No sooner does the final bell for the school year ring than thousands of young people start wondering how they’ll spend their summer.
For older students at CEGEP or university, summer is generally the time for a job and the chance to make a bit of money.
For the younger ones, summer usually means having fun. Many will go to summer camp (day, sports, science, arts and crafts or music camps) with a full day of supervised activities. Wherever they go, the costs could mount up, especially if the child is away from home for one or more weeks.
From a tax perspective, summer camp costs are similar to child care costs. They entitle the parents to a tax benefit, either as a deduction for federal purposes or a refundable tax credit for Quebec purposes. Let’s take a closer look at these rules.
The federal benefit is a deduction that generally reduces the income of the lower-income parent. To give entitlement to the deduction, the eligible child care costs cannot be greater than either of the three following amounts. You should remember though that the deduction cannot be greater than two-thirds of the income earned by the parent claiming it:
- $8,000 per child aged six and under at the end of 2018 (born in 2012 or after);
- $11,000 per child with a severe and prolonged impairment;
- $5,000 per child between the ages of 7 and 16 (over the age of 16 for a child with a disability).
Since summer camp costs are added to annual child care expenses, eligible expenses are limited to these three amounts.
Quebec has opted for a refundable tax credit at a rate that is based on the parents’ family income. The credit rate varies between 36% and 75% and can be claimed by either parent, regardless of who actually paid the costs. Eligible costs are similar to those that qualify for federal purposes, subject to the following two exceptions: there is no limit on earned income and the eligible annual amount for a child aged six and under is $9,000.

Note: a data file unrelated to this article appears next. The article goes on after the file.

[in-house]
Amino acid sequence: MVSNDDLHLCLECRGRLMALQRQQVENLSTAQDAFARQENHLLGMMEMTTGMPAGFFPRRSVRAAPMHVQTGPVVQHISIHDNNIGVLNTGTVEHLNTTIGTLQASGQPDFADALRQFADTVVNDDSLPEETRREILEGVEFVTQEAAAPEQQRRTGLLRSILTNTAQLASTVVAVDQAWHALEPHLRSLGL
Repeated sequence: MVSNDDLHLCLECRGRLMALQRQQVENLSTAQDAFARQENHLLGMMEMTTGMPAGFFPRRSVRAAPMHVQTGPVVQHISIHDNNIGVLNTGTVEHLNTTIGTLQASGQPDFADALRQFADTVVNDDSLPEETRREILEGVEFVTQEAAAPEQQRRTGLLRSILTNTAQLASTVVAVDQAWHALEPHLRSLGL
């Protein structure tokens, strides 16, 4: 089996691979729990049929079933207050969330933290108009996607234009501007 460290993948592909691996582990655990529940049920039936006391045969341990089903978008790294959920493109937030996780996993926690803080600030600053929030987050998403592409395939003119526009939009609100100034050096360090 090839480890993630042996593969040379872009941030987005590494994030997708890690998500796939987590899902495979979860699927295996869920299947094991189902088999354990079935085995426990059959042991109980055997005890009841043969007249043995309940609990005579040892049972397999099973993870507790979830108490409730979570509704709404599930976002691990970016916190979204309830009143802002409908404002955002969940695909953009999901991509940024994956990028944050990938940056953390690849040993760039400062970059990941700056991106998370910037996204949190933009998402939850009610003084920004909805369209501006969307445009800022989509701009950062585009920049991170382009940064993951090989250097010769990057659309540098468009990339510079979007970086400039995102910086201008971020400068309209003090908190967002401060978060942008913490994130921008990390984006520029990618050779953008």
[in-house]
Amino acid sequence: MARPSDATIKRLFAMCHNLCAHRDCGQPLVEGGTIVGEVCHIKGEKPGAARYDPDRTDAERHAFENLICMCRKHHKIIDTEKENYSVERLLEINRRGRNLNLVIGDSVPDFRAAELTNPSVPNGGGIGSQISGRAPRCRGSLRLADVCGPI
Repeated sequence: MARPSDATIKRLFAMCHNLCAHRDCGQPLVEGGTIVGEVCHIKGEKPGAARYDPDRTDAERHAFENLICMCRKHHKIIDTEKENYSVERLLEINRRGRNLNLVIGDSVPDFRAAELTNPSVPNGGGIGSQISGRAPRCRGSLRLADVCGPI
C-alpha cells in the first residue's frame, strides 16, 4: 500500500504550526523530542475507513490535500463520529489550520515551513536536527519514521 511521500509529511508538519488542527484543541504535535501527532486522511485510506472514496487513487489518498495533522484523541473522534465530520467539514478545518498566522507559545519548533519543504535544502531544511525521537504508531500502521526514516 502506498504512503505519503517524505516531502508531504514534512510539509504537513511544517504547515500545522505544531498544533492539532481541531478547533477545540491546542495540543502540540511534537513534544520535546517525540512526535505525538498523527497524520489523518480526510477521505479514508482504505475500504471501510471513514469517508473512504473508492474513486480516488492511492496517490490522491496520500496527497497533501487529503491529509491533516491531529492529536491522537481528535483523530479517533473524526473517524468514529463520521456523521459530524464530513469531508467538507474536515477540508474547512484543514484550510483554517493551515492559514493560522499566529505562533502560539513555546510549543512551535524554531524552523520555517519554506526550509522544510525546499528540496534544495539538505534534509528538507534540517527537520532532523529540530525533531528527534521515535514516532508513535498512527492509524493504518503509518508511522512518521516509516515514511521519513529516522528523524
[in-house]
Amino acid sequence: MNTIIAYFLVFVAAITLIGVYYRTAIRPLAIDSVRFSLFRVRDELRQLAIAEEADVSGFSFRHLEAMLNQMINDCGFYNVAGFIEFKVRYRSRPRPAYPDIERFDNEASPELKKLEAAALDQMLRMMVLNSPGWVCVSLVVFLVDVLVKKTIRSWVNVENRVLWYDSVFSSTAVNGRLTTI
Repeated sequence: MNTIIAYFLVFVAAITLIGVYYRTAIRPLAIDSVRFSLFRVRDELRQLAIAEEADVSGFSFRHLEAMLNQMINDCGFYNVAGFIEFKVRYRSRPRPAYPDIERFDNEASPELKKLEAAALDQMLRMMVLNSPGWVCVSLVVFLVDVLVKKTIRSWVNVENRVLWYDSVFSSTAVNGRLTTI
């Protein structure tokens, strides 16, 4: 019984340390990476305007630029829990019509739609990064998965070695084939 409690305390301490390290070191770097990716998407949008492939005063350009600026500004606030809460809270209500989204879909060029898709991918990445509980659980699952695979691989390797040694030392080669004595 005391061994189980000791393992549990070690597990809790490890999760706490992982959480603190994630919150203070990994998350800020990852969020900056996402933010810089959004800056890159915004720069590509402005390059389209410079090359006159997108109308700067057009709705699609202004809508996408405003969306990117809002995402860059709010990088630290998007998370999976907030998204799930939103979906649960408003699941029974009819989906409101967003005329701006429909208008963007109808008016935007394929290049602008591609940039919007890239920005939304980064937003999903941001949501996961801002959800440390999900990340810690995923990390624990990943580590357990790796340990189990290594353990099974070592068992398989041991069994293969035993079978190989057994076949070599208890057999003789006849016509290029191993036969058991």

Overnight summer camp
What may not be as well understood are the rules regarding the applicable limit when a child goes to an overnight camp. When the child stays overnight, the eligible weekly costs are significantly reduced. The previous age-based limits do not apply. The following amounts apply and give entitlement to the federal deduction and the Quebec refundable tax credit:
- $200 per week per child aged six and under;
- $275 per week per child with a severe and prolonged impairment;
- $125 per week per child between the ages of 7 and 16 (over the age of 16 for a child with a disability).
For federal purposes, child care expenses may sometimes be deducted by the higher-income parent, for example when the spouse is a full-time student or is hospitalized.
Even if you have no tax payable, in Quebec, you can obtain a refund for your credit entitlement, whereas for federal purposes, the deduction can only be used to reduce taxable income and not for a refund.
This article was published in French in Journal de Montréal and Journal de Québec on 2018, June 20th. Sylvain Moreau is Tax Partner and columnist for the Argent – Dans vos poches section.